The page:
2 In Perfect Markets Capital Structure is irrelevant Risks of debt and equity (beta’s) are affected by leverageEPS risk changes with capital structureWACC (used to calculate firm value) not affectedRecapitalization is zero-NPVSeasoned Equity Offerings (SEO’s) do not dilute shareholder valueShare repurchase does not increase share price.
3 Today The tax advantage of debt Computing the interest tax shield Permanent debtFixed debt to equity ratioThe WACCValue of recapitalizationPersonal taxesOther limits to the tax advantage of debtUse of debt around the world
4 Actual Leverage Levels In reality, however, firms manage their capital structure very carefullyDifferent firms, e.g., in different industries or different stages of growth, have different capital structuresFirmDebtEquityD/ECAT$28.4B$63.9B0.44AAPL$0$324.3BHP$20.4B$90.7B0.22DELL$6B$29.49B0.20PEP$24.9B$102.2B0.24MIC$28.6B$198.1B0.14JPM$1,941.5B$178.8B10.8
5 Government as Claim Holder Firm XValue of all future cash flows from projectShareholdersDebt holdersGovernment
6 Debt Tax AdvantageCorporations pay tax on the income they earn after interest payments are deductedInterest expenses reduce the amount of corporate tax firms must payThis introduces a benefit for using debtConsider the example of Safeway, Inc. a grocery store chain.
7 Interest and tax deduction Example (page 460)Earnings before interest and tax (EBIT) were $1.25 billion in 2005, interest expenses were $400 million, and its marginal corporate tax rate was 35%.Lets calculate the effect of leverage on Safeway’s net income by considering two scenarios: without leverage and with leverage as it is now.
9 Value implications Example continued Leverage reduces the corporation’s tax liability and its net incomeBut it creates value for equity holders!Look at the total value of the firm – that is, the payoffs to claims issued by the firmWith leverage total payoff is $552+$400=$952 while without leverage its $812.The government is paid the $140 difference.Leverage increased firm value by $140 million.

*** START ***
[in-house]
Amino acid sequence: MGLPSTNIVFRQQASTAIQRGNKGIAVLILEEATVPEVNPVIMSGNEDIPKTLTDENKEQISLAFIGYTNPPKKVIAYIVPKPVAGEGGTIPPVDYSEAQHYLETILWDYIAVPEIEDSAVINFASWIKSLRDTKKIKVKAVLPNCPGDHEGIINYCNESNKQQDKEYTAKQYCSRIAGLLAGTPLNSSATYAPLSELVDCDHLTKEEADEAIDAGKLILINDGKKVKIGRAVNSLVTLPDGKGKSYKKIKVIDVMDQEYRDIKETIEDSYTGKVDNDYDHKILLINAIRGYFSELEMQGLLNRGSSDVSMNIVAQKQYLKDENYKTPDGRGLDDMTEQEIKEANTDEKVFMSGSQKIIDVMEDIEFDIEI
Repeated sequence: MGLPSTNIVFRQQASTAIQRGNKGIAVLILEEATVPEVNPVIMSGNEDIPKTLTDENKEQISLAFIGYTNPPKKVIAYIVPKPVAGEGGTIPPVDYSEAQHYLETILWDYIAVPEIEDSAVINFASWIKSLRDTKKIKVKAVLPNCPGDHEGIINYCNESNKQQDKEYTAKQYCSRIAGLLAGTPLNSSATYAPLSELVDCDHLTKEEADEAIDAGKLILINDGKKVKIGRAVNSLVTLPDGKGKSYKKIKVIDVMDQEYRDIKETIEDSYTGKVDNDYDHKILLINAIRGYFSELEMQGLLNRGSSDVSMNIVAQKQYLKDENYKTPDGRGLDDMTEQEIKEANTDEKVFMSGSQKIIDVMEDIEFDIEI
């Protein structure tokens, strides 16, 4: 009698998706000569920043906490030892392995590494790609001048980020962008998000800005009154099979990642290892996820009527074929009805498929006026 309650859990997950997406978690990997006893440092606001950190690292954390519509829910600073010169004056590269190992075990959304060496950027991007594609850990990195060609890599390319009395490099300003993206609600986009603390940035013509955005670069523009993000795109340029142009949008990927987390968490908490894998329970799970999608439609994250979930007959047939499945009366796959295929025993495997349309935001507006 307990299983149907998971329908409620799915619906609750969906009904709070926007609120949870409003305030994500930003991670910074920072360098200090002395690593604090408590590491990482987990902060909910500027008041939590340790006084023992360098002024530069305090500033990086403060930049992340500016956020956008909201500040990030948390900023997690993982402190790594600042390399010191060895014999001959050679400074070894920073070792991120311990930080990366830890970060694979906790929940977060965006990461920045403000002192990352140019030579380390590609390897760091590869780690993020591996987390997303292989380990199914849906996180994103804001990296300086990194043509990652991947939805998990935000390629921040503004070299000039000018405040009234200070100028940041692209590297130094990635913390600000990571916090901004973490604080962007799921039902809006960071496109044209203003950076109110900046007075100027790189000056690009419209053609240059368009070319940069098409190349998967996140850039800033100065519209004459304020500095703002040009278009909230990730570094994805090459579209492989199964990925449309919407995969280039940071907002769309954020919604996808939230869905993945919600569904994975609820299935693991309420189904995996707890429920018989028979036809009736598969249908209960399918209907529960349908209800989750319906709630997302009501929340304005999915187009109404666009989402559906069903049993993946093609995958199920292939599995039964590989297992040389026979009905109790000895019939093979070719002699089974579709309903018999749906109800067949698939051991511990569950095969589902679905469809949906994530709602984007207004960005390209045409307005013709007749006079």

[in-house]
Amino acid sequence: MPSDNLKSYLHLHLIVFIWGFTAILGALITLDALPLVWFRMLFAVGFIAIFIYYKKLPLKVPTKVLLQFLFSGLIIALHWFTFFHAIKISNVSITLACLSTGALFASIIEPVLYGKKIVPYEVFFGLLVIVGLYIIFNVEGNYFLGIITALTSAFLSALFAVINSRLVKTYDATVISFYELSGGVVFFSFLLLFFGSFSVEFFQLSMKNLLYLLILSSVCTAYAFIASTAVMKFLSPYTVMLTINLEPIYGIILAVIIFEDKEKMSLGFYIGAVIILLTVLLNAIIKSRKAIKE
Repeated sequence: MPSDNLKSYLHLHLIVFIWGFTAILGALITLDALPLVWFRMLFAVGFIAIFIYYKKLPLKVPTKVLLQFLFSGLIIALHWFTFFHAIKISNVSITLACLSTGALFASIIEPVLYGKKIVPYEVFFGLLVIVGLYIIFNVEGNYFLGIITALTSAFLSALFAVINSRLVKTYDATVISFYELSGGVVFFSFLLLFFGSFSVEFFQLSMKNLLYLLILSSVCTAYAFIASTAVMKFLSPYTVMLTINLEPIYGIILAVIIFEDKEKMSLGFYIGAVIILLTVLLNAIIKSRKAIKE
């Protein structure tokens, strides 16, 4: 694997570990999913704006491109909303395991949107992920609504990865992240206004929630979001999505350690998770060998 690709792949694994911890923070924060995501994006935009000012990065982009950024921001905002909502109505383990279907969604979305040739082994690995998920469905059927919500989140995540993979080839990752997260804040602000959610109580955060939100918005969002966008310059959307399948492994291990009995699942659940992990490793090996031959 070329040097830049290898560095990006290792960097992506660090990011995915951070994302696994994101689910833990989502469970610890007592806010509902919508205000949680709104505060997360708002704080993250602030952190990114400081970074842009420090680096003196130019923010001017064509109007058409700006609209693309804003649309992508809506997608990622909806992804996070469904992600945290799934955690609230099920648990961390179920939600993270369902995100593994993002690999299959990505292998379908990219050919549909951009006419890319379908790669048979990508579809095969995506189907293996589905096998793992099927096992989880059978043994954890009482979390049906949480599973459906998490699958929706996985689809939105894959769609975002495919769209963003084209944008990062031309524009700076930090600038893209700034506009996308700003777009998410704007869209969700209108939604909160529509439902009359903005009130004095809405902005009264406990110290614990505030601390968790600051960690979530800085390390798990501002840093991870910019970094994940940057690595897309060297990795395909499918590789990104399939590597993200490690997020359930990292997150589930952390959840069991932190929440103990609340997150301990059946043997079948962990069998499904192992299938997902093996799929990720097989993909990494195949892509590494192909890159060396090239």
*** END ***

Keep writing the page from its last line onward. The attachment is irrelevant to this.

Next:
10 The Interest Tax Shield Example continuedThe loan of $400 million reduced tax payments by $400 (0.35) = $140This is referred to as the interest tax shieldThe interest tax shield is the additional amount the firm would have paid in taxes if it did not have leverage
12 Computing the interest tax shield Example page 461
13 Computing the interest tax shield Example continued
14 Computing the interest tax shield Example continued
15 Valuing the interest tax shield The interest tax shield is positive when EBIT exceeds the interest paymentThe value of the interest tax shield is the present value of all future interest tax shieldsThe value of a levered firm exceeds the value of an all else equal unlevered firm by the value of the interest tax shieldAPV methodVL = VU + PV(Interest tax shield)
16 Valuing the interest tax shield Example page 463DFB takes a ten year loan of $2 billion at the risk free interest rate of 5%.DFB will pay interest of $100 million at the end of each year for the ten years and will repay the principal at maturityDFB’s marginal tax rate is 35%Lets calculate the PV(interest tax shield)